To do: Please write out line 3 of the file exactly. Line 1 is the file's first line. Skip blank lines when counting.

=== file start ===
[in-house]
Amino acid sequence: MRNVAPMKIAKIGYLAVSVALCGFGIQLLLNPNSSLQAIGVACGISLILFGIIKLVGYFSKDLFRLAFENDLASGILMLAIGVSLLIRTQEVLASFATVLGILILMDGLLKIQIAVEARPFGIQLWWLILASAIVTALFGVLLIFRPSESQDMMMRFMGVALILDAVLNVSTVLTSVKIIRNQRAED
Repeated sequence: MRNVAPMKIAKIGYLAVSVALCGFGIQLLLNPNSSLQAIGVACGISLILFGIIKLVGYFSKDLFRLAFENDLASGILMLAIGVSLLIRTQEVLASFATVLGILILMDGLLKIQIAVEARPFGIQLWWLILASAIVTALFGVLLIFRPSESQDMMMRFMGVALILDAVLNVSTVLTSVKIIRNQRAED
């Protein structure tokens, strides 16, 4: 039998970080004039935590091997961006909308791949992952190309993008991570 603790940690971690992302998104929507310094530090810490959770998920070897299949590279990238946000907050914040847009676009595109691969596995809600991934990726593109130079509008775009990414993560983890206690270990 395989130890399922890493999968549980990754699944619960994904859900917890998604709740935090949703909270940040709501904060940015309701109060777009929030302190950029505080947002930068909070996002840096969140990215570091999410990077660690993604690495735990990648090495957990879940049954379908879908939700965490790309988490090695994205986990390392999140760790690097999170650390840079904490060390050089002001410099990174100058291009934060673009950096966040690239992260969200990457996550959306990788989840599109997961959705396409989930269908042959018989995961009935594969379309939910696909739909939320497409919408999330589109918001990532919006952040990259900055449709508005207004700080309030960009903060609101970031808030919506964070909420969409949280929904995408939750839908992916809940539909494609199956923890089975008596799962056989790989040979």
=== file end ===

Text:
Repeated sequence: MRNVAPMKIAKIGYLAVSVALCGFGIQLLLNPNSSLQAIGVACGISLILFGIIKLVGYFSKDLFRLAFENDLASGILMLAIGVSLLIRTQEVLASFATVLGILILMDGLLKIQIAVEARPFGIQLWWLILASAIVTALFGVLLIFRPSESQDMMMRFMGVALILDAVLNVSTVLTSVKIIRNQRAED